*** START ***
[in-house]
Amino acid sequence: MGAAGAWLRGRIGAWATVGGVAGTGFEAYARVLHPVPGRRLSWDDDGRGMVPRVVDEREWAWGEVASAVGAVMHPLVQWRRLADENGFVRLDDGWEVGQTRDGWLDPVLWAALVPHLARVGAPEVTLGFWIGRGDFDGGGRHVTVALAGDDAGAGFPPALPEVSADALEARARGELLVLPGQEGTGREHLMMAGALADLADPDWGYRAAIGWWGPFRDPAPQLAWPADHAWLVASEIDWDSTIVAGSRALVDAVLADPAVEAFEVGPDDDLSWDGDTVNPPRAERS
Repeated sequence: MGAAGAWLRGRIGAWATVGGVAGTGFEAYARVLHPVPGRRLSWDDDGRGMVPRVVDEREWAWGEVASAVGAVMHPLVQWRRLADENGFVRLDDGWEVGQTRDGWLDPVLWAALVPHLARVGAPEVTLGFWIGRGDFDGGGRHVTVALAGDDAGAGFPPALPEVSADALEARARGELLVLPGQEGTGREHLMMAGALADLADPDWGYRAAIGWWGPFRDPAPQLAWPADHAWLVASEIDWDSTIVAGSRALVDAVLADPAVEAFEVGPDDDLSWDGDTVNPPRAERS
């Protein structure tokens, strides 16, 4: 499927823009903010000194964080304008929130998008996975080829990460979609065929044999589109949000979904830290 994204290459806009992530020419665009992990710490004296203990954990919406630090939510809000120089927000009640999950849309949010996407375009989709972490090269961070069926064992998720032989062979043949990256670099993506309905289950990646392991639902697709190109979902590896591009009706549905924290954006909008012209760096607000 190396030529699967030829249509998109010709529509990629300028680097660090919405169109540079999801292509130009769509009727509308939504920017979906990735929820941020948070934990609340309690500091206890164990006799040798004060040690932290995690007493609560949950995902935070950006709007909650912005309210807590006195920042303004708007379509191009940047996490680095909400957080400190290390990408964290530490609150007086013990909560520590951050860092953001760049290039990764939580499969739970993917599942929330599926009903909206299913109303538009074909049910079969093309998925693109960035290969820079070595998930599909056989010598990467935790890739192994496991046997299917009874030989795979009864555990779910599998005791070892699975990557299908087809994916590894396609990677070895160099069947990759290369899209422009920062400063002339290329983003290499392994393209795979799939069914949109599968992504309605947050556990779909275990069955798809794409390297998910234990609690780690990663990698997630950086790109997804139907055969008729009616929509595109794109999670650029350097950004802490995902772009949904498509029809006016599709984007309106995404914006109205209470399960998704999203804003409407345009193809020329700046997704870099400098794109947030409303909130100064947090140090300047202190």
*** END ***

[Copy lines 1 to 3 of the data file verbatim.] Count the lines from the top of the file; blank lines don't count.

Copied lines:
[in-house]
Amino acid sequence: MGAAGAWLRGRIGAWATVGGVAGTGFEAYARVLHPVPGRRLSWDDDGRGMVPRVVDEREWAWGEVASAVGAVMHPLVQWRRLADENGFVRLDDGWEVGQTRDGWLDPVLWAALVPHLARVGAPEVTLGFWIGRGDFDGGGRHVTVALAGDDAGAGFPPALPEVSADALEARARGELLVLPGQEGTGREHLMMAGALADLADPDWGYRAAIGWWGPFRDPAPQLAWPADHAWLVASEIDWDSTIVAGSRALVDAVLADPAVEAFEVGPDDDLSWDGDTVNPPRAERS
Repeated sequence: MGAAGAWLRGRIGAWATVGGVAGTGFEAYARVLHPVPGRRLSWDDDGRGMVPRVVDEREWAWGEVASAVGAVMHPLVQWRRLADENGFVRLDDGWEVGQTRDGWLDPVLWAALVPHLARVGAPEVTLGFWIGRGDFDGGGRHVTVALAGDDAGAGFPPALPEVSADALEARARGELLVLPGQEGTGREHLMMAGALADLADPDWGYRAAIGWWGPFRDPAPQLAWPADHAWLVASEIDWDSTIVAGSRALVDAVLADPAVEAFEVGPDDDLSWDGDTVNPPRAERS